Edwin Van Winkle wasn’t about to let prohibition stop him from enjoying libations at home. That’s why one of the most charming features in this circa 1920 Ft. Mitchell abode, which Van Winkle built and had altered during our country’s “dry” spell, is a secret bar, tucked behind a wall of bookcases.
The transgression is forgivable, as Van Winkle worked at the Stitzel-Weller distillery and was related to legendary bourbon maker Julian P. “Pappy” Van Winkle (the label bearing Pappy’s name is a coveted find). The bar is an amazingly well-preserved, if small—5-foot-by-14-foot—chunk of local history, complete with the original stainless steel countertops and cabinets. And the entry really is a hinged panel within a wall of bookcases that, when closed, is difficult to detect. Oh, and there’s also a secret pass-through to the basement in the dining room—no doubt to accommodate those who preferred spirits with dinner.
Casey and Janine Hill, a deep-rooted Ft. Mitchell family (Casey’s dad remembers sipping lemonade on the front porch with Mrs. Van Winkle), are the home’s fourth owners and have lived here for 19 years. Renovations during their tenure have included finishing the basement and upgrading and expanding the kitchen. Before that, previous owners took a cue from the home’s genteel front porch and added more outdoor living space in the form of a pergola-style walkway and covered patio.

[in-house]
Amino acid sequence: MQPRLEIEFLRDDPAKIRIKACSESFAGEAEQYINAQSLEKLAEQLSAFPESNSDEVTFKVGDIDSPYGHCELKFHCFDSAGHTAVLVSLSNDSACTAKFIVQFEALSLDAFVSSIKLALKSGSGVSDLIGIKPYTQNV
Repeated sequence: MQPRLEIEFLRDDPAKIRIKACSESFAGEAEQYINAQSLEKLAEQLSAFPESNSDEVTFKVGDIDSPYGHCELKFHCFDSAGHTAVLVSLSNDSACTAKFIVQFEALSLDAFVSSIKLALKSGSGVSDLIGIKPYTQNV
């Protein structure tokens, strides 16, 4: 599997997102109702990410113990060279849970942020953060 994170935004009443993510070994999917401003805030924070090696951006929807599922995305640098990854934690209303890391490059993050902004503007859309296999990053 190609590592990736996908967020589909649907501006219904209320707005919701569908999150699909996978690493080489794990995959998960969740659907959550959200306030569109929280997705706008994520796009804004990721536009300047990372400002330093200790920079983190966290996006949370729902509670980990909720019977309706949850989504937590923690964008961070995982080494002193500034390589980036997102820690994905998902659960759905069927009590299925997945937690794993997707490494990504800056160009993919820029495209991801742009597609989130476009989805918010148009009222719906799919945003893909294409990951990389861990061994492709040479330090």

The home lives large, says listing agent Susan Huff, but feels cozy and welcoming. It’s a perfect place for parties, too, say the Hills, who also want buyers to know that the property—currently on the market for $729,900—comes with a little something extra: the lid to a Rip Van Winkle bourbon barrel. The Hills were gifted it after visiting the Buffalo Trace Frankfort distillery where the Van Winkle family’s current label is made. The only caveat? It can never leave the home’s bar. No bottle of Pappy, but a nice incentive for potential buyers nonetheless.